Conference and convention planners say there is a powerful stigma associated with state travel bans, even if they only officially apply to state employees.
Six states now prohibit their employees from taking nonessential work trips to states with laws that, in their view, discriminate against lesbian, gay, bisexual and transgender people.
Both supporters and opponents of these travel bans say they are mostly symbolic. Nevertheless, the people charged with attracting visitors to the affected states say the repercussions are real: Canceled conventions and hotel bookings have cost cities and states millions.
The money state employees spend on business travel is miniscule compared to what out-of-state fans spend at major sports events, for example. The economic power of the latter was evident when North Carolina last spring scrapped its “bathroom law” after the NBA and NCAA pulled events out of the state in protest.
But conference and convention planners say there is a powerful stigma associated with the state bans that goes beyond government travel, scaring away visitors who aren’t state employees or who hail from states other than the one that issued the ban.
Louisville, Kentucky, for example, is seeing the effects of a California travel ban over a new state law that critics say would allow members of school clubs to, based on their religious beliefs, exclude LGBT students. In response to the California ban, two Chicago-based groups, the Association of Professional Researchers for Advancement and the Association of University Radiologists, canceled their Louisville events, costing the city an estimated $2 million.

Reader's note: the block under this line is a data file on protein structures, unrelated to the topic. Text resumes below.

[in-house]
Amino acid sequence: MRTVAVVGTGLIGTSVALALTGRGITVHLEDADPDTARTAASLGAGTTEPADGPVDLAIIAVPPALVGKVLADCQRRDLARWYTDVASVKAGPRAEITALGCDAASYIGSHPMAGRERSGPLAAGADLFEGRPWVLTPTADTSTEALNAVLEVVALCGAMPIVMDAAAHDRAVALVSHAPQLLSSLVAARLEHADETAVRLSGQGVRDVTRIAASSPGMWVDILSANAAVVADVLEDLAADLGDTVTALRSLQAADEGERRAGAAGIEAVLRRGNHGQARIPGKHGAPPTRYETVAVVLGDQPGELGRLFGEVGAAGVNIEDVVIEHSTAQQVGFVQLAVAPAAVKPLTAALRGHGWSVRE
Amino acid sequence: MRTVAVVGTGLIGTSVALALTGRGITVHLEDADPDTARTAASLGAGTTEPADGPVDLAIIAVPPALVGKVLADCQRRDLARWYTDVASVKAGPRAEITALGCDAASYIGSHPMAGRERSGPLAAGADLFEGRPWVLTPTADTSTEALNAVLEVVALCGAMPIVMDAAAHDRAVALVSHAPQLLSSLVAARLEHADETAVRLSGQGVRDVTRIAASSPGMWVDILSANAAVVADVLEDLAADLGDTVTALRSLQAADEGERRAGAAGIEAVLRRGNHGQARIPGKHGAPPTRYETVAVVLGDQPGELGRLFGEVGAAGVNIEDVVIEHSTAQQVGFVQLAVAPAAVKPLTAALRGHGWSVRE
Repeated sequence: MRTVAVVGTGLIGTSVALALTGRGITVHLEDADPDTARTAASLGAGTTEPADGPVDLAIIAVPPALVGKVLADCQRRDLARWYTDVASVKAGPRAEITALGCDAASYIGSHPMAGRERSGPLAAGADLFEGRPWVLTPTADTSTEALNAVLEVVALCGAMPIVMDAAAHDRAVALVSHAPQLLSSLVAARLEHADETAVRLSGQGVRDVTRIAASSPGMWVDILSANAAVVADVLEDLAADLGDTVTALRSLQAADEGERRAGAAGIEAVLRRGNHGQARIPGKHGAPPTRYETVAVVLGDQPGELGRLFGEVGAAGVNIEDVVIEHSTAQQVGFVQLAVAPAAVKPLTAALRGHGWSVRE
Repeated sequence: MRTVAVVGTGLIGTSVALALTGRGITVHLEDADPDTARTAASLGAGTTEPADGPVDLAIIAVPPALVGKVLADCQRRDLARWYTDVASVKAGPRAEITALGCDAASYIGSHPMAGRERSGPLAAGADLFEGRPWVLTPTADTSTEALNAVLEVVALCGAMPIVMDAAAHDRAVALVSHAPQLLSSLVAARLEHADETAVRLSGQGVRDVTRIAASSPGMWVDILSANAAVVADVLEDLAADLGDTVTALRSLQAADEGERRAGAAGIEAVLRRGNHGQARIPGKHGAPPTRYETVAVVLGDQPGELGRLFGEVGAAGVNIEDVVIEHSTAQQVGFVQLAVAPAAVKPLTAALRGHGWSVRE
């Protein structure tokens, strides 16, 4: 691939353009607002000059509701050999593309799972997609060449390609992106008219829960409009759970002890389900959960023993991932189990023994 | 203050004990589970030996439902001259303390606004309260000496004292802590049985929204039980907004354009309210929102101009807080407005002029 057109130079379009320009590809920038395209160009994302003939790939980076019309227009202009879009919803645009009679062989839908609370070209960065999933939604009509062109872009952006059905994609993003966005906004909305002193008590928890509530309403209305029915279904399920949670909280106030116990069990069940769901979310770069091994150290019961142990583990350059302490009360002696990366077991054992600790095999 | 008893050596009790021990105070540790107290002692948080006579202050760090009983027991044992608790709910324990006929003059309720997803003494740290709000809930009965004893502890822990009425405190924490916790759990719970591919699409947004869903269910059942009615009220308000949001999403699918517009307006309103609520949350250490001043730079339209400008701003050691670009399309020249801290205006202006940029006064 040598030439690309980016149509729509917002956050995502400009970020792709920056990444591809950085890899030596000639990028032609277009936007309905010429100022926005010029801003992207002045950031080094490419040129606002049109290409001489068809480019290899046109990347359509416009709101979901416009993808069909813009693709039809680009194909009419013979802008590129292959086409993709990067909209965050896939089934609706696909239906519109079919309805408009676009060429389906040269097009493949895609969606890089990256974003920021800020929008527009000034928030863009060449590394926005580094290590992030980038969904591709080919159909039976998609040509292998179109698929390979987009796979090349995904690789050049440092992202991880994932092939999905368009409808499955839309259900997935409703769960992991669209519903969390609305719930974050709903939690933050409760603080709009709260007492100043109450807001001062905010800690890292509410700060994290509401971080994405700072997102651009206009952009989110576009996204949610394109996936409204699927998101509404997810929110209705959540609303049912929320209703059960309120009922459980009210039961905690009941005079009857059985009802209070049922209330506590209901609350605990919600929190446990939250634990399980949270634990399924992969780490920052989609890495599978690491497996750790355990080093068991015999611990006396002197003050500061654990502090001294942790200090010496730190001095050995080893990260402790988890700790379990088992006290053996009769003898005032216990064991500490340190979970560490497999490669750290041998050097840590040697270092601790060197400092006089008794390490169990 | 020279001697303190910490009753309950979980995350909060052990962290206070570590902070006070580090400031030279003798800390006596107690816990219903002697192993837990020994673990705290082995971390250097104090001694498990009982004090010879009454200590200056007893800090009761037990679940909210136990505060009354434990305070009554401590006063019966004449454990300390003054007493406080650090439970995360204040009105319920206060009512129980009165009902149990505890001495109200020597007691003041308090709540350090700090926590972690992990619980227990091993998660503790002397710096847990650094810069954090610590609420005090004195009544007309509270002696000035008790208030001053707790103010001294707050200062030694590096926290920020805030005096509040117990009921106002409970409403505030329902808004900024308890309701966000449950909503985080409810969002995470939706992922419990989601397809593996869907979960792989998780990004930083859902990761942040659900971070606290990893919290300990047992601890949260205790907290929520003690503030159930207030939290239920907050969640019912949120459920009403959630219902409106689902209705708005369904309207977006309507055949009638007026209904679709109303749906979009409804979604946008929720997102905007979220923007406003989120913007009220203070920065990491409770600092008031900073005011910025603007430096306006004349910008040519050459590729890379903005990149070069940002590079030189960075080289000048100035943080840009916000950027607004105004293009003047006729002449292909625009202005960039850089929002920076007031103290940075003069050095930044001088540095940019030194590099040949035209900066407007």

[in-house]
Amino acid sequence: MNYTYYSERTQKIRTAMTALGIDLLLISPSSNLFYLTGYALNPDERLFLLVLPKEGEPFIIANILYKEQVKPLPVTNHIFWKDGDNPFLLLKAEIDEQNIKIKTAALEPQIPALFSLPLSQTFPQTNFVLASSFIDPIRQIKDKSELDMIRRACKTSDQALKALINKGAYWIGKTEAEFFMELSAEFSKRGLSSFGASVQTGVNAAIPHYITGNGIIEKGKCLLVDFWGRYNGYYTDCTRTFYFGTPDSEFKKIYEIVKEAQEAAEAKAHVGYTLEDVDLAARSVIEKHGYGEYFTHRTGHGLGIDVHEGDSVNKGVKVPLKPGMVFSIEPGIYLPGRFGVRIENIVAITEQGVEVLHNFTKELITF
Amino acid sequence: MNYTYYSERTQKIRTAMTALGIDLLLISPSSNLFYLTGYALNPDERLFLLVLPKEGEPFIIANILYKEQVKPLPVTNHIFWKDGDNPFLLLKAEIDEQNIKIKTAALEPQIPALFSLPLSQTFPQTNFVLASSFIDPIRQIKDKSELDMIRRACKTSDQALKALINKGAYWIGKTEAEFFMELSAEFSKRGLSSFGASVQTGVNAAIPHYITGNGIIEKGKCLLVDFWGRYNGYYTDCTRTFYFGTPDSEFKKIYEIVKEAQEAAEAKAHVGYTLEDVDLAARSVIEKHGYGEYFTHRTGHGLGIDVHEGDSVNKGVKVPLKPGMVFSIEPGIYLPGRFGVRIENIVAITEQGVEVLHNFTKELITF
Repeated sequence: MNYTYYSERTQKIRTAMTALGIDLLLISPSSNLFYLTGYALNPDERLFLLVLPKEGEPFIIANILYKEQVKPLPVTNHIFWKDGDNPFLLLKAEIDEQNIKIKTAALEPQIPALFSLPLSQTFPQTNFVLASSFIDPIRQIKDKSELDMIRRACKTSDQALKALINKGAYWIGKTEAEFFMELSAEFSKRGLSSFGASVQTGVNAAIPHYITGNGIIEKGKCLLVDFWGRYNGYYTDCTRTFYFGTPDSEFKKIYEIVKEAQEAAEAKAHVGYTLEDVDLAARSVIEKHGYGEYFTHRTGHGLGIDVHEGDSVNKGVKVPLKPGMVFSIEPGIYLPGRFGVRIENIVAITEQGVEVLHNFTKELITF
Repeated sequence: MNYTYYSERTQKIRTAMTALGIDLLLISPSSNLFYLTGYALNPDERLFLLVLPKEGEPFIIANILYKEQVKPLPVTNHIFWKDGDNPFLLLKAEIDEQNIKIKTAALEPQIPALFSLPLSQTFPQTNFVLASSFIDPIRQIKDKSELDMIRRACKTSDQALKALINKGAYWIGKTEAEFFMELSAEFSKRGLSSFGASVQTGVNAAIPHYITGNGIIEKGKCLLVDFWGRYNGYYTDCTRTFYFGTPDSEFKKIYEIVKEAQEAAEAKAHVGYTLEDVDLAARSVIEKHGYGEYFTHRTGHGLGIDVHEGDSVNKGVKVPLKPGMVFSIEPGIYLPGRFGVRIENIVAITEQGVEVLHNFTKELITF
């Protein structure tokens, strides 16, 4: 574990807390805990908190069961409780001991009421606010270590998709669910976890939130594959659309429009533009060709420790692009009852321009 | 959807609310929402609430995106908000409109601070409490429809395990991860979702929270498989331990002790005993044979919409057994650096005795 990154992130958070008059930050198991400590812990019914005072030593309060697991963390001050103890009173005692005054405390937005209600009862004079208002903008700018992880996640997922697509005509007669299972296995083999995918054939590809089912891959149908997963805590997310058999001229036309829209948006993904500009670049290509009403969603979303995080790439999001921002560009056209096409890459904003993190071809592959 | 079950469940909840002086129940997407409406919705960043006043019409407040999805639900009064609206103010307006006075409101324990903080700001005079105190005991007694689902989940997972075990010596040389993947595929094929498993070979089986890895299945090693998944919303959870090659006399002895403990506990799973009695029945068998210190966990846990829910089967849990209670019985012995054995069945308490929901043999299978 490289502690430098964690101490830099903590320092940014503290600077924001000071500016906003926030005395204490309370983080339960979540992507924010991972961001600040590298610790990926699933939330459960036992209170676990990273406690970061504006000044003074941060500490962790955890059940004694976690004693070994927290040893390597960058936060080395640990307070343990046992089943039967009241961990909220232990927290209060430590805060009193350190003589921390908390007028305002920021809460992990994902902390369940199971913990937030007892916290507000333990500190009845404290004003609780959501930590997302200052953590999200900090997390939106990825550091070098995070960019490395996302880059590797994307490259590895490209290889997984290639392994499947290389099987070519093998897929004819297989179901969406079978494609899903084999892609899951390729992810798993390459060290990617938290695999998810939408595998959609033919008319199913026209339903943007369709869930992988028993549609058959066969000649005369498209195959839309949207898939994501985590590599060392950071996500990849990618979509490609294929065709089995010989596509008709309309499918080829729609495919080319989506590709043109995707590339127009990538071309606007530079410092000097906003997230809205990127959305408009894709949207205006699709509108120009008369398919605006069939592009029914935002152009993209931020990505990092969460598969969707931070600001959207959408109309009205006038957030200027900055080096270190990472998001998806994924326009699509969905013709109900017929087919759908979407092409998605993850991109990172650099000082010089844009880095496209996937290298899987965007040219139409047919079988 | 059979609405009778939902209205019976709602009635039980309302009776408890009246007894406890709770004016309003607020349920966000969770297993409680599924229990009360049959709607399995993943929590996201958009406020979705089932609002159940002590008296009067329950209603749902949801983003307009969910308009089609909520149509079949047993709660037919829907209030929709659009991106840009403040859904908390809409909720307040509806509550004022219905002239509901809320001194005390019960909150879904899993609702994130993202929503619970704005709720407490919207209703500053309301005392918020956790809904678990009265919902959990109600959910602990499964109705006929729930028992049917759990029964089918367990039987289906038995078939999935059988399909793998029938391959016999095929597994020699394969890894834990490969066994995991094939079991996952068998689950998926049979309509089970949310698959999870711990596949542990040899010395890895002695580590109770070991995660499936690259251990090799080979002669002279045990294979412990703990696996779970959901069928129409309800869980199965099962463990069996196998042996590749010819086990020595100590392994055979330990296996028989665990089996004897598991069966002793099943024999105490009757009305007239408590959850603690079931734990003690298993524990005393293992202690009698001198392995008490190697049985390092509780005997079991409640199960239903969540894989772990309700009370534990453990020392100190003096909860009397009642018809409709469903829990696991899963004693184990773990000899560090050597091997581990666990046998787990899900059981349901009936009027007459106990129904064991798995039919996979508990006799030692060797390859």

Louisville Mayor Greg Fischer reached out to fellow Democrat Xavier Becerra, California’s attorney general, to ask that Louisville be exempt from California’s Kentucky ban, based on the city’s history of inclusiveness. But Becerra declined, saying the law did not allow him to grant exceptions to cities.
“The two conventions that pulled out weren’t California conventions. But because people read about this and it’s in the news, members start asking questions,” said Fischer spokesman Chris Poynter. “Members say, ‘Why are we going to Kentucky? They have a travel ban.’ There are consequences beyond government travel, which is what happened to us.”
Martha Mainiero, the president of the radiologists group, noted that the group’s California members, some of whom work for state universities and therefore are officially covered by the ban, would have had to skip the meeting. Mainiero said that for now, her group would not schedule meetings in states covered by the California ban or in California, so as to “maintain some neutrality.”
Nashville, another left-leaning city in a conservative state, had a similar experience. California banned state travel to Tennessee to protest a state law allowing mental health counselors and therapists to refuse to treat patients based on religious objections or personal beliefs. Critics of the law say it could result in discrimination against LGBT people.
In response, the American Counseling Association canceled a meeting in Nashville it estimated would bring in more than 3,000 visitors and more than $4 million in tax revenue.